A couple of years ago, I met the guys from thedailywtf.com and as the only black guy at the table, I was asked my opinion on what should be done to get more "diversity" in technology. My answer was "Nothing. The last thing we need is to have more people getting into this field if they don't have a love of it."
There are two problems, as I see it.
First, there is the racism that exists in western society.
Second, there is the anti-intellectual facet to some parts of African American culture.
Racism is complex. It takes many forms, on one hand you have the outwardly hostile racist who just plain doesn't like people of #Race and then you have what Michael Gerson dubbed "the soft bigotry of low expectations". That is manifest where many people, who think they're progressive, automatically assume that a black person is less skilled than his white or asian counterpart. I have a very Anglicized name. It's not Demetrialis or some other ridiculous nonsense like that. When people get emails from me and speak to me on the telephone, they almost never assume that I'm black.
Occasionally, when I meet someone who has only seen my resumè or spoken to me of the phone, I can see the surprise in their face when instead of a skinny white guy, they find a 6'2" 250 pound black dude.
In September, there was a teacher strike at the local district and I addressed the school board. You wouldn't believe how many left-handed compliments I received about "how well spoken" I am.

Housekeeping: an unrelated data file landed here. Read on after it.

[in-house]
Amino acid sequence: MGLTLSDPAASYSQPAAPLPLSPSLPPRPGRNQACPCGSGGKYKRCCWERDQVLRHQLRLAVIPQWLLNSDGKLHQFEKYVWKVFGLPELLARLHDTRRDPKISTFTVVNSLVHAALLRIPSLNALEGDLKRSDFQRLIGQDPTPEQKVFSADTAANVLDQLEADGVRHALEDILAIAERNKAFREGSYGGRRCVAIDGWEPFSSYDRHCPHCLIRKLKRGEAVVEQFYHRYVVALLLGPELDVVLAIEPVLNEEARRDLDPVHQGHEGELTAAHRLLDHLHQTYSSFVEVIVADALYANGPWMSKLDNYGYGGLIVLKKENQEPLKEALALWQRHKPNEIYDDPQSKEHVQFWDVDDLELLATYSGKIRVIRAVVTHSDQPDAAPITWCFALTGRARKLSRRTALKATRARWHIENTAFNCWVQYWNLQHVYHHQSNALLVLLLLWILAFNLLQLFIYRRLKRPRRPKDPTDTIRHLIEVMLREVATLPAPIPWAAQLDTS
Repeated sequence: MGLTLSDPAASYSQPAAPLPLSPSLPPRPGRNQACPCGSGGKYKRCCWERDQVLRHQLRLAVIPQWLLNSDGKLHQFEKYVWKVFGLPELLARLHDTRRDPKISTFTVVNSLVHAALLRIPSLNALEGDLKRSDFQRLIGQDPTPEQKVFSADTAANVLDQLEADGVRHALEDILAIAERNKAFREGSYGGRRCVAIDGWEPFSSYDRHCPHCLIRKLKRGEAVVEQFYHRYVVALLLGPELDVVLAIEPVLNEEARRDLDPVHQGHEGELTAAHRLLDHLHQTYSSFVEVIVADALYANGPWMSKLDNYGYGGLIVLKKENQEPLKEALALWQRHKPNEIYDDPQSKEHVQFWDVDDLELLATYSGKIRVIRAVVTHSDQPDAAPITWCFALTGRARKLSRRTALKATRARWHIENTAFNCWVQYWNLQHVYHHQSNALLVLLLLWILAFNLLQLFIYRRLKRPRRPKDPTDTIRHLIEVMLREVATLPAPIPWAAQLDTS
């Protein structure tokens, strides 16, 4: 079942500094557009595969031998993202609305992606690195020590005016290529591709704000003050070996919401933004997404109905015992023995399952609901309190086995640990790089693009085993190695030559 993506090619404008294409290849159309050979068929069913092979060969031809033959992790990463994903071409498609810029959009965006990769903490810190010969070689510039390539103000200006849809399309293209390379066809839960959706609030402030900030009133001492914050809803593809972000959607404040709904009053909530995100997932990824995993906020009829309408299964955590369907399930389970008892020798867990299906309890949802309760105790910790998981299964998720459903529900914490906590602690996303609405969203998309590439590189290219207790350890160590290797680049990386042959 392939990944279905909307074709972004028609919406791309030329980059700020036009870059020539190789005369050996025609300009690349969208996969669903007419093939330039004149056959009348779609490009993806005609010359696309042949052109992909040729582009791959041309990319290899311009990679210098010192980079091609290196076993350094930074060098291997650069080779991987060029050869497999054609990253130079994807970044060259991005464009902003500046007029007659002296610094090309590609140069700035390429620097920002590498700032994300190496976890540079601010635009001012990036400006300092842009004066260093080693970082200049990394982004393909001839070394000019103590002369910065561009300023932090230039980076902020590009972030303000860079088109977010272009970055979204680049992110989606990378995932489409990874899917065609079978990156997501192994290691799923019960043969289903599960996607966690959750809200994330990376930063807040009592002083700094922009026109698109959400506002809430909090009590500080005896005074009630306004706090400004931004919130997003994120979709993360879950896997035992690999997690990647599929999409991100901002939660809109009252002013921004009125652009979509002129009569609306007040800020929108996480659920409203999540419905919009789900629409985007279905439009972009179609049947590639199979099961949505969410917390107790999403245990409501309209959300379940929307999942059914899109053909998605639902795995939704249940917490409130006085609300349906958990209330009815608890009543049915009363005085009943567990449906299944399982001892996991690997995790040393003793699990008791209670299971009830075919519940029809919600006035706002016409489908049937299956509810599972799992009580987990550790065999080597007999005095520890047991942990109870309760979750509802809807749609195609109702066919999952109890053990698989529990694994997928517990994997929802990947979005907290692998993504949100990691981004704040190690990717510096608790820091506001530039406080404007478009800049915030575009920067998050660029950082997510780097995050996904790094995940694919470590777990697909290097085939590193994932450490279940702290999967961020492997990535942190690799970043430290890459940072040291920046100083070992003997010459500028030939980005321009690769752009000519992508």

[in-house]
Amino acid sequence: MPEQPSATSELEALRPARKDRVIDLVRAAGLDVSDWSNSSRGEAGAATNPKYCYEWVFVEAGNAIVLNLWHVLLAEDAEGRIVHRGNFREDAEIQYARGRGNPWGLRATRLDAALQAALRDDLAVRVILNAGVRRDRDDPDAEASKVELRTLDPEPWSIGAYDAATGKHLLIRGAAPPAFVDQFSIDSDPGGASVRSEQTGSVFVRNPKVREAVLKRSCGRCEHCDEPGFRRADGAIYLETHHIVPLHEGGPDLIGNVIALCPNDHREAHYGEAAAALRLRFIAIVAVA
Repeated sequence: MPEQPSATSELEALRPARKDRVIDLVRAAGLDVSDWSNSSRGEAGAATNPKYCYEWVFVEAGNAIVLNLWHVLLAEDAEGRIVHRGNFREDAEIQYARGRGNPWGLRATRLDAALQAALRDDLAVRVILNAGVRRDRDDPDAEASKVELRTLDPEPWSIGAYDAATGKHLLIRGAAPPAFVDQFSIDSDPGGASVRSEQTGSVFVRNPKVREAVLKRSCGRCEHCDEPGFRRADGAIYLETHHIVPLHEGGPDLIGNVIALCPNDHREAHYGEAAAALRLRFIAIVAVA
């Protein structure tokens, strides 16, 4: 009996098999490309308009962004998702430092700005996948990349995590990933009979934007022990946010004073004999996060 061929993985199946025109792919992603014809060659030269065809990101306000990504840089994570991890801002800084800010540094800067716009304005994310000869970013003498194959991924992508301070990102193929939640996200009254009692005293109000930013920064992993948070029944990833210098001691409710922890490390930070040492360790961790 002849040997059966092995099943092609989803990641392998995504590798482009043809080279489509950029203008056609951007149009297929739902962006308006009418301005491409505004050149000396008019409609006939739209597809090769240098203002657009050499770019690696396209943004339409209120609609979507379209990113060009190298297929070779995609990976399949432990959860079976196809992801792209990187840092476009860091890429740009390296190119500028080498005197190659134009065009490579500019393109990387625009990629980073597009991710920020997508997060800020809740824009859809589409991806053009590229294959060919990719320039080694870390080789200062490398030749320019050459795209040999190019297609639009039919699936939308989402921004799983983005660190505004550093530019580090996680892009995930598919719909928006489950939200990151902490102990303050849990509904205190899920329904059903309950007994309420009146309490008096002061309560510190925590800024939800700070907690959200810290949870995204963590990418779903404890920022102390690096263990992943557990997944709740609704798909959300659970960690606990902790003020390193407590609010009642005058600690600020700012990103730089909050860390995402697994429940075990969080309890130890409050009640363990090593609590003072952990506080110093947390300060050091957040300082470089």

The anti-intellectualism present in African American culture is extremely destructive. I have experienced it. In large parts of the US, any black kid who is smart, who achieves academically, who has college and career aspirations is derided as acting white. I have been accused of "thinking that[I'm} white". Fortunately, I had strong parents who gave me a much different message at home and reinforced it constantly.
I traveled in different circles, I had many groups of friends, all of them distinct. Of the core group of black guys with whom I hung out when we were growing up, two of us have never been to prison; three have and one is still there. Of the white guys who were my friends, none of them have been to prison.
We all grew up in the same area. At most, five miles separated all of the various neighborhoods. There's a reason why there's such a high rate of incarceration among the black guys. There's a reason why most of the white guys went to college. We were all middle-class. None of us had particularly wealthy parents. The white guys usually heard the message that education or training was important. It was necessary to go out there and be the best person you can be. A lot of the black guys, not all and certainly not most but a lot, were primarily concerned with getting money and bitches. Fast money and lots of bitches.
These things have consequences that last far beyond childhood.
I have a M.S. degree and I work a good job in tech. I'm the only black guy in my department. I was the only black guy in my last department and the one before that(I replaced the previous only black guy when he went back to school for his Doctorate) and the one before that and the one before that. It's not the industry's fault. It's mostly not the fault of racism. It's mostly the fault of a society, subculture and families that don't impress upon young black people, the value of education.
I love tech. I love the people. I love spending my entire day surrounded by geeks.
I find far more camaraderie in that than I do among people who share none of my interests or life experiences beyond being black.